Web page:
The site is called Freerice (www.freerice.com). As the Parade feature says, when you take the quiz, “For every correct answer, 10 grains of rice will be donated to needy countries through the World Food Programme. Eighty-nine billion grains—enough to feed 4.6 million people—have been donated since the site launched.”

Now ten grains per correct answer may not seem like much, but the numbers build quickly. I had racked up over 4100 grains of rice by the time Bridget finally dragged me away from the computer so we could have dinner, and the quiz showed no signs of slowing down.

The quiz is multiple-choice, and the words range in difficulty from 1 to 60. The better you do, the higher they raise the level of difficulty (giving you more obscure words to define), but if you start faltering, they’ll lower it. They’ll also show you the correct answers, then ask you the same word later to give you a chance to get it right (and donate more rice!). Sadly, I seemed to be stuck at level 55. I’ve challenged our friend Ben to try to beat that, and enlisted Silence Dogood to make sure OFB stays honest and tells me how he does.

I consider myself to have a pretty good working vocabulary, but I tell you, once you get up to the 50-plus level, the words were pretty darned obscure. Part of the problem is that the site is based on British English, and many words that would doubtless be child’s play to Brits were real posers to me. (Billingsgate? Wasn’t that a prison in London? What do you mean, it means “profanity”?!) I have to say that some of their definition choices also leave something to be desired, but at least if you know the word, you’ll be able to spot the closest match, even if it’s not the way you’d define it.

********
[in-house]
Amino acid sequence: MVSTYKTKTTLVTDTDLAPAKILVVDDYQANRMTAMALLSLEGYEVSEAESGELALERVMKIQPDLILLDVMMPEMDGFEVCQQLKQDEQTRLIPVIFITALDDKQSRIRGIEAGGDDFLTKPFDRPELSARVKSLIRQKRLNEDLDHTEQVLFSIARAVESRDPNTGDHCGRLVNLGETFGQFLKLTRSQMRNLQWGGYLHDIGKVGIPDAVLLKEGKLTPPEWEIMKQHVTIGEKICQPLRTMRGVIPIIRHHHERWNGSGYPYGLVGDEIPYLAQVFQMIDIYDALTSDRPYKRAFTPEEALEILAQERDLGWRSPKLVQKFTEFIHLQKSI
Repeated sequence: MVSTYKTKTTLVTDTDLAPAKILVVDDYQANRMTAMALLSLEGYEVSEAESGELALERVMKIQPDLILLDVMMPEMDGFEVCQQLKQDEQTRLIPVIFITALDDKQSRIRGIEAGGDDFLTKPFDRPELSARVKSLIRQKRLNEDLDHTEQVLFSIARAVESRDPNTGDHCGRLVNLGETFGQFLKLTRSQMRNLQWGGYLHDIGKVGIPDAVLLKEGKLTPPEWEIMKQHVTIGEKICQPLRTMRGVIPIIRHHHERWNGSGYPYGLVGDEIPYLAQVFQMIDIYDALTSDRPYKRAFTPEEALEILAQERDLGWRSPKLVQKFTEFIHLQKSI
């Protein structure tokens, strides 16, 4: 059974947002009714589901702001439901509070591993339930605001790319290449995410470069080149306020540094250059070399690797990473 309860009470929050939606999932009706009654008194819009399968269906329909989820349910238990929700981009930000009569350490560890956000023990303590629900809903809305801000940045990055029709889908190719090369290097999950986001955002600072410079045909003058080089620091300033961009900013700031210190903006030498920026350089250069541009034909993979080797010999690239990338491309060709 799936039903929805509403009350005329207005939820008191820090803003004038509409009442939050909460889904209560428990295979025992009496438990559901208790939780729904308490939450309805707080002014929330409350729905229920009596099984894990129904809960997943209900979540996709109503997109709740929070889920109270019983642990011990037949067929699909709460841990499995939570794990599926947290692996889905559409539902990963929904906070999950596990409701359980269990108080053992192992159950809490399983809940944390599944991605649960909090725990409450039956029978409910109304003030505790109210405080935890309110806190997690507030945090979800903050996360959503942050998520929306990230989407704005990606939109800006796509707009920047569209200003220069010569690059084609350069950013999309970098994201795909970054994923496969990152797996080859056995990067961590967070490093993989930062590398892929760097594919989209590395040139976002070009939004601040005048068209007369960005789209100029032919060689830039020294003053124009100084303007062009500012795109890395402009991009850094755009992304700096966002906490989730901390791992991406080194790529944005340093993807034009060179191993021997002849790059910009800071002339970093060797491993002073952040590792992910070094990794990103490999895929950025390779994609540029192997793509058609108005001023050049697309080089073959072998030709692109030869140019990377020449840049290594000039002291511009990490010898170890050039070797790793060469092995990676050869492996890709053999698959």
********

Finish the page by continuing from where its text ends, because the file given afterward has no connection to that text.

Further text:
In any case, the quiz is fun, fast-moving, and definitely challenging. As the site says, you can learn something while you’re donating, so you get to help yourself while you help others. What a great idea!

Try it today and let us know how you do!


                             Richard Saunders

A dozen ways to eat an egg. April 23, 2011

Posted by ourfriendben in recipes, Uncategorized.
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Silence Dogood here. Easter is almost upon us, and with Easter come the inevitable hardboiled Easter eggs. Our next-to-next-door neighbors have already gifted me and our friend Ben with two they’d dyed with onionskins to a beautiful red-brown. And I’d just made six this morning!

So what do you do with all those colorful eggs once the kids have oohed and aahed and it’s Easter Monday? Well, let’s hope you took them out of those baskets and put them in the fridge on Sunday. Now it’s time to let them go to the devil.

This abrupt descent from the exalted realms of Eastertide into the nether regions has nothing to do with theology and everything to do with everybody’s favorite, deviled eggs. You probably have a family recipe, but devilling an entire batch of Easter eggs all the same way can get a bit boring. So I’m going to give you a dozen variations on classic deviled eggs. With summer and picnic season coming on, you’ll have plenty of time to try them all and choose your favorites!